How to make your WordPress website faster and more scalable
Our WordPress performance optimisation guide.
It affects your user experience, your sales and conversions, and your search ranking.
Better conversion rate
Studies made by Amazon, Google & others had shown clearly that faster websites have an improved conversion rate. The slower your website is, the less likely your visitor is to buy, contact you, or comment. 1 second slower equals 7% reduction in conversions.
1 second delay in page load time equals 11% fewer pageviews. The faster your website loads, the more likely your visitors are to spend a larger amount of time on your website. That’s more pageviews for you and more money from ads.
Google loves faster websites. A faster site ranks better in the search engines leading to more visitors to your site. Sure, we cannot guarantee better rankings in the search results, however having a faster website will increase your chances for better rankings.
A lightweight website will consume less server resources so it will be capable of sustaining higher traffic without the need to upgrade your hosting plan. So, if you have an optimized website you can host it even on a shared hosting plan and save money.
What happens when someone visits a page on your WordPress site?
To speed up your WordPress website, it’s important to understand how things work so you can apply the right fixes.
User clicks a link to your website
When accessing your website, the visitor’s browser checks the IP of your domain in DNS, then sends the request for the page to the server. If the site uses SSL, the client and server negotiate a secure connection before the request is completed.
The server builds the HTML
The server receives the request and processes the website code. The database and file system are queried for all required elements and the HTML page is compiled. When the HTML is created, the server sends it back to the browser.
The server sends the HTML to the browser
When the HTML is created, the server sends it to the browser.
The browser reads the HTML and requests all elements
The browser starts building the page
While still collecting the elements, the browser starts building the page and displays a first version of the page. It’s called First Contentful Paint (FCP) and it’s an important metric. Because the page hasn’t finished loading, the user can’t interact with it yet.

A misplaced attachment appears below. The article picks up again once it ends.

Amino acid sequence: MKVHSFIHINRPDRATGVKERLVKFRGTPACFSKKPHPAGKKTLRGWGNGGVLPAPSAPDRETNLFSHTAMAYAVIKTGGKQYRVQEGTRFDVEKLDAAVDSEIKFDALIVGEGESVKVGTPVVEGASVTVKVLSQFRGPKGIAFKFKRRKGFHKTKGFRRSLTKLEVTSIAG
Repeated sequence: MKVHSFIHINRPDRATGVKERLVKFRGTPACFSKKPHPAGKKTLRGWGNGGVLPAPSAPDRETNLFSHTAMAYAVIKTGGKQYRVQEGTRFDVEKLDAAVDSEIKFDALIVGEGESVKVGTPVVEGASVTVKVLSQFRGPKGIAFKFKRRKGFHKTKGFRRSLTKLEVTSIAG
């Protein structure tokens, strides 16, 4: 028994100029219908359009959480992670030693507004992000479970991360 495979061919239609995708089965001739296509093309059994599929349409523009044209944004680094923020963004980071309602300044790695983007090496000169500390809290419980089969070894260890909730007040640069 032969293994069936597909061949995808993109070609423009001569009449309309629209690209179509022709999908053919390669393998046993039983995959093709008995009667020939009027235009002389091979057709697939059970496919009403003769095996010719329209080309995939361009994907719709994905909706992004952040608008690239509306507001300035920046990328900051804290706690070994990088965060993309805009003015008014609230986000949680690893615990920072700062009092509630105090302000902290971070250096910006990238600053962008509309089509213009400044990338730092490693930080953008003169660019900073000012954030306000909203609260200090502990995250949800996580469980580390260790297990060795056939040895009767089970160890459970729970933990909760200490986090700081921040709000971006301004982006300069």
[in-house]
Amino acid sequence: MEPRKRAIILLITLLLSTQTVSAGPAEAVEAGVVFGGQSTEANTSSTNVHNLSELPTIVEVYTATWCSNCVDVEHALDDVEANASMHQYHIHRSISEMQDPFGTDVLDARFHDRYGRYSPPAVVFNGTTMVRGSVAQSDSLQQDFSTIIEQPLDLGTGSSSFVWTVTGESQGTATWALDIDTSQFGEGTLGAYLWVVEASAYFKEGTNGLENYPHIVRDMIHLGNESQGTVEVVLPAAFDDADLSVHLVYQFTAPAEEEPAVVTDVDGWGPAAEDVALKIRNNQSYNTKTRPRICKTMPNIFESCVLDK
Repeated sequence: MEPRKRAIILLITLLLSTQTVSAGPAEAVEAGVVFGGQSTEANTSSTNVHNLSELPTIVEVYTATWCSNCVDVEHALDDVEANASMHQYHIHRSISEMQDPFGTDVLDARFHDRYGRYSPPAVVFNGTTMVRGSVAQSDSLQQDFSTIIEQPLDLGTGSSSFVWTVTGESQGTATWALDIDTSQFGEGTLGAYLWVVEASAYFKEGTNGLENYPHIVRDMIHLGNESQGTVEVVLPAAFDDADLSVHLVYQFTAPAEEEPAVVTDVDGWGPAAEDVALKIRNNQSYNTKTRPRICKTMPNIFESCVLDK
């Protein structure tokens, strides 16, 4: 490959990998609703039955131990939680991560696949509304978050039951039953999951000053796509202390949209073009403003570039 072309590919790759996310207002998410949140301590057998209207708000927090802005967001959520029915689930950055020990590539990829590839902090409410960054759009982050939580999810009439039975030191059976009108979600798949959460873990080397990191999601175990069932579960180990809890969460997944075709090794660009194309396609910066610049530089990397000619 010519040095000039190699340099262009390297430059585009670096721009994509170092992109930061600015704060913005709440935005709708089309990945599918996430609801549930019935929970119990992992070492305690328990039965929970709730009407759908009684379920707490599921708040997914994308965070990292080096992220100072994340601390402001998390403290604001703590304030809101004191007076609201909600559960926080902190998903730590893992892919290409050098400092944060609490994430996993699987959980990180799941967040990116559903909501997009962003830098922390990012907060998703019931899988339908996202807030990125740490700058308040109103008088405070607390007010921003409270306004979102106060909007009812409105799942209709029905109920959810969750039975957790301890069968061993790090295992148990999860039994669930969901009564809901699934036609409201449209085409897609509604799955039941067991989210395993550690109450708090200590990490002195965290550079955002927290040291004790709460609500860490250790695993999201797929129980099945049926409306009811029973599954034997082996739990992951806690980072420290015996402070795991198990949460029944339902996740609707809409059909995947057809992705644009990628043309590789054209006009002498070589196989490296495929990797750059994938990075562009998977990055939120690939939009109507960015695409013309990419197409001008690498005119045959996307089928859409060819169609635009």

The browser prepares the page for interaction
Several elements on the page must be gathered before the user can start interacting with the page, clicking or scrolling, so the browser prepares the page for interaction.
The page is ready to use
When all the elements have loaded and all the scripts have completed their configuration tasks, the page is finally ready to use. So our goal when optimizing the website is to reach “ready to use” in the shortest possible time.
The loading time of a page is made of 3 parts.
The phrase “site loading speed” has been used, but it’s actually TIME, not speed.
How to improve the server response time?
This is where the server works, processing the PHP code. The objective is to give the server as little work as possible. Or give the work as much server as possible. Ideally… both.
How to improve the data transfer time?
The objective is to reduce the amount of data that needs to be transferred from the server to the browser, and to reduce the distance over which the data is transferred.
How to improve the page rendering time?
This is where the browser on the visitor’s device works. We can’t control the speed of his internet connection, or the computing power of his device, we can only give that browser less work.
Do you want us to take care of optimising your WordPress site?
Order the WordPress optimisation service for 500€ + VAT and our WordPress experts will improve the load time and Core Web Vitals scores of your WordPress site.